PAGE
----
Founded in 2000, Foothill had a humble beginning as a new magnet public high school. Despite only having been open for 16 years, Foothill has achieved a level of recognition that few other schools, old or new, can offer. But besides the academic prestige the school has developed, what are the stories that shaped the campus’ legacy?
Foothill’s beginning lies between the campus students are familiar with today and the Ventura College campus. In the first year, students would have to cross Day Road in between periods, as portable classrooms were used for some classes before the campus was completed. As the campus neared completion, the beginnings of the unique Foothill culture that is ingrained in the school’s current identity would emerge.
The beginning of a culture
Science teacher John Weldele has taught at Foothill since the very beginning, and noticed the change in reputation since the school’s origin, so students were often unsure of what they would gain from attending Foothill. Weldele also noted the change in the atmosphere, stating that students have become more stressed over the years.
“There is also maybe a little bit more of a countercultural spirit to the school at the very beginning, instead of having prom and Winter Formal, the school had what they called ‘Morp,’ it’s kind of like an anti-prom, where it was a big dance, but wasn’t so formal attire. A little more relaxed, what not,” Weldele recalled.
“I think students now are under a lot more pressure, some of it put on themselves, top students taking more AP classes, more of a relaxed environment back in the start.”
English teacher Jennifer Kindred, who joined Foothill during the 2003 school year, noticed how the students, though separated in years, were largely remained the same.
“I was looking for the nerdy students, I found them,” Kindred recalled. “I think it’s pretty much the same.”
Foothill alumnus and Spanish teacher Josiah Guzik joined Foothill his sophomore year, after attending Buena as a freshman.
“My whole freshman [year], I called Bova begging him to let me in,” Guzik said.
“Foothill was a great place for me, felt like as soon to Foothill it felt like home, […] I felt like it was okay to be just a normal kid who cared about school but wasn’t playing sports, I didn’t feel like I was excluded at all, it felt like everyone welcomed me into the school.”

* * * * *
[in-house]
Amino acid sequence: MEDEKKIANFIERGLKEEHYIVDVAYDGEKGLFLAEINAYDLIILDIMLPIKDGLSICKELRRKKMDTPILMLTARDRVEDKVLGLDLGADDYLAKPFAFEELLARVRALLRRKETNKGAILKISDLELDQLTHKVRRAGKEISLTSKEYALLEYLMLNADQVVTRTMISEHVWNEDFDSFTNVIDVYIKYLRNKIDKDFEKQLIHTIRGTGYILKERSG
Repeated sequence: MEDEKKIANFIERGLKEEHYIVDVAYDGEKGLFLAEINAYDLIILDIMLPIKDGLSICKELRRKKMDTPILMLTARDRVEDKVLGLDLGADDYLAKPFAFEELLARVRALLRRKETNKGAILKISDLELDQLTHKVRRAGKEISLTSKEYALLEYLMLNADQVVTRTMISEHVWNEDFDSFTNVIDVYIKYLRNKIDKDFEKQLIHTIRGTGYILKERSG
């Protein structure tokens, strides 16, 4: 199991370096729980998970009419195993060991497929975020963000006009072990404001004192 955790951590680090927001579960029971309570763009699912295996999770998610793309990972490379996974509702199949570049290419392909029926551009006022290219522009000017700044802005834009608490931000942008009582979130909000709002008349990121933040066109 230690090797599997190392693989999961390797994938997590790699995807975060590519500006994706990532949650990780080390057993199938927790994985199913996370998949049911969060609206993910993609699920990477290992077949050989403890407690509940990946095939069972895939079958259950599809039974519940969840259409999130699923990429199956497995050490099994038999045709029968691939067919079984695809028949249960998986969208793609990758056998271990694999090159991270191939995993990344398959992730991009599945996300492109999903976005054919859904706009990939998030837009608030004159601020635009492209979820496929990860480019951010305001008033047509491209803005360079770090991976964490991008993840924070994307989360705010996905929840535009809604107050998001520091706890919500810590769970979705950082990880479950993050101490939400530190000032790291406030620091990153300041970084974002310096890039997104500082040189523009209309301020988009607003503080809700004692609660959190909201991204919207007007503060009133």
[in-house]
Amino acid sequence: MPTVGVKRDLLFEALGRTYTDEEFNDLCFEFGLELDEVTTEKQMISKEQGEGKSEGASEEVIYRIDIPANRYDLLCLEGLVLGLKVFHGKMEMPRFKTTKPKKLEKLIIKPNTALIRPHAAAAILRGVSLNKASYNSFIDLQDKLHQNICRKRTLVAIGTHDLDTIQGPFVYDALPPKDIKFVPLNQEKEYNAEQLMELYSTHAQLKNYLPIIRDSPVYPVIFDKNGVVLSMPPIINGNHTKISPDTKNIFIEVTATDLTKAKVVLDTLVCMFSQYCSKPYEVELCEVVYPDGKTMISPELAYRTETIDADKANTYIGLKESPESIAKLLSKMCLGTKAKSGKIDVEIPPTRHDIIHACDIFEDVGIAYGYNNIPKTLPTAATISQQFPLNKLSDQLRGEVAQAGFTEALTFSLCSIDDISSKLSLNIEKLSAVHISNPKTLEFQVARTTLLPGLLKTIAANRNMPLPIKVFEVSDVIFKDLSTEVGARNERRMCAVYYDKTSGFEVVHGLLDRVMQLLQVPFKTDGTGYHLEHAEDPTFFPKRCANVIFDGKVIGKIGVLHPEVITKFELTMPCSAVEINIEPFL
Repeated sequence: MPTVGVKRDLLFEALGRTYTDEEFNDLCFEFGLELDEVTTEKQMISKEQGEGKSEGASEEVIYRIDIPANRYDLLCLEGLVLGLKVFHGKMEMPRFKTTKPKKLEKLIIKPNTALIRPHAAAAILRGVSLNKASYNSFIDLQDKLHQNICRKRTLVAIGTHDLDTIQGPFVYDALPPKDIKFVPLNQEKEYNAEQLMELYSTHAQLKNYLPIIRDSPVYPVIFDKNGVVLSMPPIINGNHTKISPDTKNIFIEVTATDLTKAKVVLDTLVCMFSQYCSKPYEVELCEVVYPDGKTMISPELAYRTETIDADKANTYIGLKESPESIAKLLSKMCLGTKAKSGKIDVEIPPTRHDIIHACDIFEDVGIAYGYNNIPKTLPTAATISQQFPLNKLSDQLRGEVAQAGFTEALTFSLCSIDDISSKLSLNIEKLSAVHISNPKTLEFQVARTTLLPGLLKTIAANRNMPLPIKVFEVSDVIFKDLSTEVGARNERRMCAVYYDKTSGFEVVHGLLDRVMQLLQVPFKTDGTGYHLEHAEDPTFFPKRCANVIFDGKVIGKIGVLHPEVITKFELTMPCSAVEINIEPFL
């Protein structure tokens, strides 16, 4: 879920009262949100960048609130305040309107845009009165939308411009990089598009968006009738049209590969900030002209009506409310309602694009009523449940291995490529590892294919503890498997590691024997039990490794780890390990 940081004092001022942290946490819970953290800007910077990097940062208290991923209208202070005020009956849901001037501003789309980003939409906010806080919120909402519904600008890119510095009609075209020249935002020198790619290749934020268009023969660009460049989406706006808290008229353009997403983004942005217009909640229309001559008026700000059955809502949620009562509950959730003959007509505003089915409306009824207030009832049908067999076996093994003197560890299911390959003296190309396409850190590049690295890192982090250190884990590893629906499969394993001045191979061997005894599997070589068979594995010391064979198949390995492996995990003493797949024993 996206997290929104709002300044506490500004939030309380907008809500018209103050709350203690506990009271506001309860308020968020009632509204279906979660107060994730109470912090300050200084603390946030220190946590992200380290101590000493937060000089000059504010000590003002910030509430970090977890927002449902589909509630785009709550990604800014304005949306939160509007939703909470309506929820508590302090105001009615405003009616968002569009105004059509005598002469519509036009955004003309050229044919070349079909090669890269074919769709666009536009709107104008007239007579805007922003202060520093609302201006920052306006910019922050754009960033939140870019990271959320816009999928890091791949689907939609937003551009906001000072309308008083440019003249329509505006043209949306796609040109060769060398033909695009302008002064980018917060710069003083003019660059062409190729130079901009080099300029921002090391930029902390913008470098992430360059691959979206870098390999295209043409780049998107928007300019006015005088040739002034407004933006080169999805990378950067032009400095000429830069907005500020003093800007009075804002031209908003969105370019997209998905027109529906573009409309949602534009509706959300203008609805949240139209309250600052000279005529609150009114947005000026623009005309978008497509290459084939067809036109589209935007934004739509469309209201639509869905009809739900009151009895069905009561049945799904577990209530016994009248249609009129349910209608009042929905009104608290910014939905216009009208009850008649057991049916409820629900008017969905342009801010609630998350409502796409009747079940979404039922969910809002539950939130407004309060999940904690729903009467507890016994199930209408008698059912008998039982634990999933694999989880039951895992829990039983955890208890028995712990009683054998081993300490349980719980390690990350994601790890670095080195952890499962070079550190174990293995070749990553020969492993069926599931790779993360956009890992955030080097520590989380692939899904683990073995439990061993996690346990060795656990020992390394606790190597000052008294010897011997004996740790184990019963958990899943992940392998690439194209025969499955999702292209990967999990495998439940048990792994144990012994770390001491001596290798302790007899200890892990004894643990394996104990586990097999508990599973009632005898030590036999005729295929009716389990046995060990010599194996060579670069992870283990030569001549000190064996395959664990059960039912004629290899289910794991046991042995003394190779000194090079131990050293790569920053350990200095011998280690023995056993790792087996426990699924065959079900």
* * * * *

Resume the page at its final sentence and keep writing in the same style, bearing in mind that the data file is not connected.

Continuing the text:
The student and teacher populace
Despite years of separation from the first alumni to today’s freshman, teachers such as Kindred and Guzik note how the students are still roughly the same.
“I still think the students are awesome, I think that Foothill does an awesome job at accepting students that are different, students are open to be who they want to be, and I think that it’s even more open minded now than it was when I was a student,” Guzik said.
“Definitely more diverse, and there’s more students who feel free to be themselves than before,” Guzik continued.
“Even though the students were a little different at the beginning, I think it’s always been a great student body that has bought into what we’re trying to do, and has created a really good culture at the school that’s been fun to be part of,” Weldele said.
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The students were not the only integral part of shaping the school’s identity – the teachers and faculty also played a large role.
“The main thing that felt innovative to me was just that teachers cared. […] I felt like they trusted the students,” Guzik said.
“I remember Mrs. Eulau’s class feeling really innovative, we did this reenactment of the French Revolution,” Guzik said, “and it was nothing like I had ever done in any other history class.”